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UK rejects EU’s Northern Ireland moves, saying Brexit deal must be renegotiated

Boris Johnson has rejected Brussels’ latest attempt to iron out problems with the post-Brexit arrangements for Northern Ireland, insisting that the withdrawal agreement signed last year must be renegotiated.

A series of proposals published by the European Commission on Monday with the aim of easing implementation of the Northern Ireland protocol were said to be insufficient for the scale of the problems.

A UK government spokesperson said the two sides instead needed “comprehensive and durable solutions”. David Frost, the minister responsible for Brexit issues, has said that without a major change to the legal text of the protocol, the government will consider triggering article 16 of the EU-UK agreement to suspend parts of the deal.

Such a move would be permitted where it can be shown that “serious economic, societal or environmental difficulties” are arising. But the commission would probably challenge such a decision. It would be likely to go to arbitration, raising the risk of trade sanctions down the line.

The government issued a command paper last week detailing the key changes it wishes to make to the arrangements under which Northern Ireland in effect stays in the EU’s single market and the bloc’s customs rules are enforced on goods passing across the Irish Sea.

The UK government spokesperson said it was only by engaging with Downing Street’s demands that the issues relating to a range of problems, which have caused political instability and violence in Northern Ireland in recent months, could be solved.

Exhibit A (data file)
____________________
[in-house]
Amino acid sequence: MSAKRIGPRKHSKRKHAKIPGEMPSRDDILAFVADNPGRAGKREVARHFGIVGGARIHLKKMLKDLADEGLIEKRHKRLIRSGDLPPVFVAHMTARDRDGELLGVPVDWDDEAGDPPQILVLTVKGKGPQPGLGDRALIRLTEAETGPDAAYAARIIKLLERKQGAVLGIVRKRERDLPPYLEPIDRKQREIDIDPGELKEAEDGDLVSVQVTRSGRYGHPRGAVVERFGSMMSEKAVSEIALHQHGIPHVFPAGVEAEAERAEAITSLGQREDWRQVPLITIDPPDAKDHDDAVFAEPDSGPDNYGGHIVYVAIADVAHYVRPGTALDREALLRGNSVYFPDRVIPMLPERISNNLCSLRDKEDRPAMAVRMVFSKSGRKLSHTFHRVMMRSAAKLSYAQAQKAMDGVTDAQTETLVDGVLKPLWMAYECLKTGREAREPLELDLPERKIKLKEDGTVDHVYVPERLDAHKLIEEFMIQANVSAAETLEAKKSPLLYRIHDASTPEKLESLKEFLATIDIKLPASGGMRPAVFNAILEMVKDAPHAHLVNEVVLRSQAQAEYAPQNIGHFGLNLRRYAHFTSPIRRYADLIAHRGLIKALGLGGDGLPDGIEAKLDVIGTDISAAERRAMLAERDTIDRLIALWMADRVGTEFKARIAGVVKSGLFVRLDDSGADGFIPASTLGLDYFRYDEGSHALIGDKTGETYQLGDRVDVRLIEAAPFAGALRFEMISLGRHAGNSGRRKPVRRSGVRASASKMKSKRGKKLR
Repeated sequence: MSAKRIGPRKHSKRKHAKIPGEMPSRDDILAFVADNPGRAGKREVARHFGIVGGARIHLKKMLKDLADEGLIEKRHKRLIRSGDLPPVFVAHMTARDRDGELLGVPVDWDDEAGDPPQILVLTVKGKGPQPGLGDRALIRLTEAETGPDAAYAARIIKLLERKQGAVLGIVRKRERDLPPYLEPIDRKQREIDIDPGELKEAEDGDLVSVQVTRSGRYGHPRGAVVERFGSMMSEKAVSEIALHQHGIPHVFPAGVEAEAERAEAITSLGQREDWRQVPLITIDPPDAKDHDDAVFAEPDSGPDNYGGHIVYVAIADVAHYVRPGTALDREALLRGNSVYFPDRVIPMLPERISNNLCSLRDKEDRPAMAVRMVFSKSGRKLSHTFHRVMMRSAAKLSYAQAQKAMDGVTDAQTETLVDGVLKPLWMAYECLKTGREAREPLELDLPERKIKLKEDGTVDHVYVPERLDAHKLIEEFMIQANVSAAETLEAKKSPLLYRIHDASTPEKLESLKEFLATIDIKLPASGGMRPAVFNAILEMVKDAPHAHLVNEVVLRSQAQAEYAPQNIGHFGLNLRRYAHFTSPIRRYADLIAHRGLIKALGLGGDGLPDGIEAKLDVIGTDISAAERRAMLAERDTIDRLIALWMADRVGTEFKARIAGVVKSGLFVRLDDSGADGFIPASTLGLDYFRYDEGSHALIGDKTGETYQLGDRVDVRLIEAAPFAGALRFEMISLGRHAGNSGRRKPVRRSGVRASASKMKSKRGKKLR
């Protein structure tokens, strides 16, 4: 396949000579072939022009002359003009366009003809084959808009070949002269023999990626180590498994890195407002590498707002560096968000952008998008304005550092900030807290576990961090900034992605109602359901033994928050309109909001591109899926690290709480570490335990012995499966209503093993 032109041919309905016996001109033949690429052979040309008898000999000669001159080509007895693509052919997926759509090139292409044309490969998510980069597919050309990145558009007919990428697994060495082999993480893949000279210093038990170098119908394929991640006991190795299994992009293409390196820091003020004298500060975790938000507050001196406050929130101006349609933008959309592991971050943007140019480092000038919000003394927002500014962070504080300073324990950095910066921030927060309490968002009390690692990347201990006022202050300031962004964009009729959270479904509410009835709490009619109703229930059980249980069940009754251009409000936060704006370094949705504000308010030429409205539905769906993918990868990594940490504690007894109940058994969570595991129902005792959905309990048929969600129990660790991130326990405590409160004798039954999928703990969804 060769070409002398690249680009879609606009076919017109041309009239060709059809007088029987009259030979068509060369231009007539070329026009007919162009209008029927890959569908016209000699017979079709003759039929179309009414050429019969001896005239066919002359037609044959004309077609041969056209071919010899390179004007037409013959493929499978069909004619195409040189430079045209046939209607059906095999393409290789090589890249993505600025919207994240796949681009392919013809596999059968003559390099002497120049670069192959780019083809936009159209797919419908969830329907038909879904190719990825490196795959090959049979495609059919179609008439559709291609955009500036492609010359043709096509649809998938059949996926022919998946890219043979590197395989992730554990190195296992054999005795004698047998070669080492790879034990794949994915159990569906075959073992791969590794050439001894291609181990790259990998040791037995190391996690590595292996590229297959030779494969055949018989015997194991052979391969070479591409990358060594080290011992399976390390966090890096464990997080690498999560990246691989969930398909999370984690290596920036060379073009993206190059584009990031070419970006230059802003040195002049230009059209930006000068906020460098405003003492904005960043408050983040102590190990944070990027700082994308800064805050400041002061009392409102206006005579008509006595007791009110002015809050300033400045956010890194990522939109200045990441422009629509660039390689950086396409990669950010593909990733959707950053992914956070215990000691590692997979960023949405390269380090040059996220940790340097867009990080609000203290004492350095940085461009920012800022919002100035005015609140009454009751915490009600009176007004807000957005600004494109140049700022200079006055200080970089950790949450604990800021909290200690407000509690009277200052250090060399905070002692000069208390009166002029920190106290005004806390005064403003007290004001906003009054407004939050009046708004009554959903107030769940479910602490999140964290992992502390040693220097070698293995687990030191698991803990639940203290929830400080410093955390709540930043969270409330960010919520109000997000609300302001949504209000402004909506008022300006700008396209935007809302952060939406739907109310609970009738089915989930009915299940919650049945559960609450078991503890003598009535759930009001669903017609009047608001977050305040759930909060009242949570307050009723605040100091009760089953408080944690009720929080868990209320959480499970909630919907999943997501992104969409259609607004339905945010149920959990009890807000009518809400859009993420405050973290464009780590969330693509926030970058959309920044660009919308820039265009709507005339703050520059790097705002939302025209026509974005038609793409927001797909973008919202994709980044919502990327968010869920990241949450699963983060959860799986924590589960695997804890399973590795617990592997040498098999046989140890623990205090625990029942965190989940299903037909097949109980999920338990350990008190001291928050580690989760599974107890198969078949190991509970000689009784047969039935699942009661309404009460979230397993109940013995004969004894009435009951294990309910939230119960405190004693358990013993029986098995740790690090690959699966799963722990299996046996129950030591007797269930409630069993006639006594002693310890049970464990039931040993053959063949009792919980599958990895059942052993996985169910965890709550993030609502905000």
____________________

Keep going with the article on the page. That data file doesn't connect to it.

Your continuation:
However, he said what the EU proposed represented “only a small subset of the many difficulties caused by the way the protocol is operating”.

“We need comprehensive and durable solutions if we are to avoid further disruption to everyday lives in Northern Ireland,” he added.

The UK’s outright rejection on Monday of the commission’s overtures on some of the difficult issues, including the flow of medicines from Great Britain to Northern Ireland and the movement of guide dogs and cattle, further sets the two sides on a collision course.

A series of grace periods are due to end in October and in January next year, while the commission has insisted that it will not rewrite the legal text agreed with Johnson in 2019.

Lord Frost has insisted that he is sincere in wanting the protocol to be successful but that he cannot envisage a situation that will gain the support of all communities in Northern Ireland without a new negotiation on the text. The command paper issued last week had suggested that political pressures in 2019 forced the government to agree to the protocol and sign it in 2020.

Loyalist groups have claimed that the protocol is undermining their British identity by creating barriers to trade within the UK.

The commission has suggested it rewrite its own laws to allow UK regulators to approve medicines destined for Northern Ireland – but strictly on the basis that they would implement EU law.

A UK government spokesperson said the proposal still fell short. “The EU’s proposal was a welcome start but it would be complex to operate, onerous and would not deal at all with those medicines, such as new cancer drugs, which under current arrangements must be licensed by the European Medicines Agency in Northern Ireland,” he said.

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